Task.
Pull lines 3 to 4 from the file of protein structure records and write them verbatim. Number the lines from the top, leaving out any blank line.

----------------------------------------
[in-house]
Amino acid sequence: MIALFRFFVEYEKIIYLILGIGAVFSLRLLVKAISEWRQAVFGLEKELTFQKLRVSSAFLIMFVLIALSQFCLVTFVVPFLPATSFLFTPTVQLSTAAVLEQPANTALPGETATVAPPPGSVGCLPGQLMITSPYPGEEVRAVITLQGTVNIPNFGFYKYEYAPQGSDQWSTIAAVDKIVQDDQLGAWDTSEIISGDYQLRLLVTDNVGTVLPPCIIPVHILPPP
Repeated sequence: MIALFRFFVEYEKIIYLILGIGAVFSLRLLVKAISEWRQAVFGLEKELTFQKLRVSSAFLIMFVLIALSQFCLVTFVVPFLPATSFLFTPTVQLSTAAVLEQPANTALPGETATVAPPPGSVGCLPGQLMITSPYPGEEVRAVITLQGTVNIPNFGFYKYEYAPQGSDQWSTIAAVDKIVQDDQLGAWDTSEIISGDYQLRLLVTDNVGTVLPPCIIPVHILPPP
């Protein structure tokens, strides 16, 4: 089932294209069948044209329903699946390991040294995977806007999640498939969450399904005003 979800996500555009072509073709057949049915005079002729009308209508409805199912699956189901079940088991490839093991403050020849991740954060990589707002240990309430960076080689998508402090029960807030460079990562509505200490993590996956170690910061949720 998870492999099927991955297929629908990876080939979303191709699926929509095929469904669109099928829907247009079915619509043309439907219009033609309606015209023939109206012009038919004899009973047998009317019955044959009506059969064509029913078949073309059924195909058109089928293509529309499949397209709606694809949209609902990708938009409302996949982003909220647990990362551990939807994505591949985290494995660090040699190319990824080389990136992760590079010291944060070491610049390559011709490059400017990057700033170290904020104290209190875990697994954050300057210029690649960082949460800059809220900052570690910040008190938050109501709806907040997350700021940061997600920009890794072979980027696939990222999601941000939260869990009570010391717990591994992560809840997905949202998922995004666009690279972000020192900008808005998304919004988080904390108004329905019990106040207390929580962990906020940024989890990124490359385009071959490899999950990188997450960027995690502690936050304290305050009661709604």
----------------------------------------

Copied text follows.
Repeated sequence: MIALFRFFVEYEKIIYLILGIGAVFSLRLLVKAISEWRQAVFGLEKELTFQKLRVSSAFLIMFVLIALSQFCLVTFVVPFLPATSFLFTPTVQLSTAAVLEQPANTALPGETATVAPPPGSVGCLPGQLMITSPYPGEEVRAVITLQGTVNIPNFGFYKYEYAPQGSDQWSTIAAVDKIVQDDQLGAWDTSEIISGDYQLRLLVTDNVGTVLPPCIIPVHILPPP
């Protein structure tokens, strides 16, 4: 089932294209069948044209329903699946390991040294995977806007999640498939969450399904005003 979800996500555009072509073709057949049915005079002729009308209508409805199912699956189901079940088991490839093991403050020849991740954060990589707002240990309430960076080689998508402090029960807030460079990562509505200490993590996956170690910061949720 998870492999099927991955297929629908990876080939979303191709699926929509095929469904669109099928829907247009079915619509043309439907219009033609309606015209023939109206012009038919004899009973047998009317019955044959009506059969064509029913078949073309059924195909058109089928293509529309499949397209709606694809949209609902990708938009409302996949982003909220647990990362551990939807994505591949985290494995660090040699190319990824080389990136992760590079010291944060070491610049390559011709490059400017990057700033170290904020104290209190875990697994954050300057210029690649960082949460800059809220900052570690910040008190938050109501709806907040997350700021940061997600920009890794072979980027696939990222999601941000939260869990009570010391717990591994992560809840997905949202998922995004666009690279972000020192900008808005998304919004988080904390108004329905019990106040207390929580962990906020940024989890990124490359385009071959490899999950990188997450960027995690502690936050304290305050009661709604």